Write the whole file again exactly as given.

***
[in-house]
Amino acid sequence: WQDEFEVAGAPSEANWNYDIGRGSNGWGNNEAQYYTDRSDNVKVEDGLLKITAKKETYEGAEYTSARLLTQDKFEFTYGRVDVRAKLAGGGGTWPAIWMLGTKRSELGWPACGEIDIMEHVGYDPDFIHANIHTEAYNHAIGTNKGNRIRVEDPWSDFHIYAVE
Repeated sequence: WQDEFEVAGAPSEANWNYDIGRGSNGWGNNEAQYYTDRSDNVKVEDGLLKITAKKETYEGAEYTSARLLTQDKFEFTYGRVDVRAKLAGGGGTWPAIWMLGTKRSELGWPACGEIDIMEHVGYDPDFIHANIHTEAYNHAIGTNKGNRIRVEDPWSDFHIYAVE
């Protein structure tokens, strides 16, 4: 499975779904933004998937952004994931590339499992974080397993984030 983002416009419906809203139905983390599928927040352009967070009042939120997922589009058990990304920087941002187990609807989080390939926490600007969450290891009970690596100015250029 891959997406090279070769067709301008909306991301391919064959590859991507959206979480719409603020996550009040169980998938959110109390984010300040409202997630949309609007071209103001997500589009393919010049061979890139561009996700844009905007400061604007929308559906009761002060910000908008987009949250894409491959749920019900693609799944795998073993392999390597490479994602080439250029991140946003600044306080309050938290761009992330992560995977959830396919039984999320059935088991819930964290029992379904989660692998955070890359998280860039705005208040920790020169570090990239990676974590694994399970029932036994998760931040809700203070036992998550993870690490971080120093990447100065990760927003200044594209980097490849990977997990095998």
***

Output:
[in-house]
Amino acid sequence: WQDEFEVAGAPSEANWNYDIGRGSNGWGNNEAQYYTDRSDNVKVEDGLLKITAKKETYEGAEYTSARLLTQDKFEFTYGRVDVRAKLAGGGGTWPAIWMLGTKRSELGWPACGEIDIMEHVGYDPDFIHANIHTEAYNHAIGTNKGNRIRVEDPWSDFHIYAVE
Repeated sequence: WQDEFEVAGAPSEANWNYDIGRGSNGWGNNEAQYYTDRSDNVKVEDGLLKITAKKETYEGAEYTSARLLTQDKFEFTYGRVDVRAKLAGGGGTWPAIWMLGTKRSELGWPACGEIDIMEHVGYDPDFIHANIHTEAYNHAIGTNKGNRIRVEDPWSDFHIYAVE
């Protein structure tokens, strides 16, 4: 499975779904933004998937952004994931590339499992974080397993984030 983002416009419906809203139905983390599928927040352009967070009042939120997922589009058990990304920087941002187990609807989080390939926490600007969450290891009970690596100015250029 891959997406090279070769067709301008909306991301391919064959590859991507959206979480719409603020996550009040169980998938959110109390984010300040409202997630949309609007071209103001997500589009393919010049061979890139561009996700844009905007400061604007929308559906009761002060910000908008987009949250894409491959749920019900693609799944795998073993392999390597490479994602080439250029991140946003600044306080309050938290761009992330992560995977959830396919039984999320059935088991819930964290029992379904989660692998955070890359998280860039705005208040920790020169570090990239990676974590694994399970029932036994998760931040809700203070036992998550993870690490971080120093990447100065990760927003200044594209980097490849990977997990095998």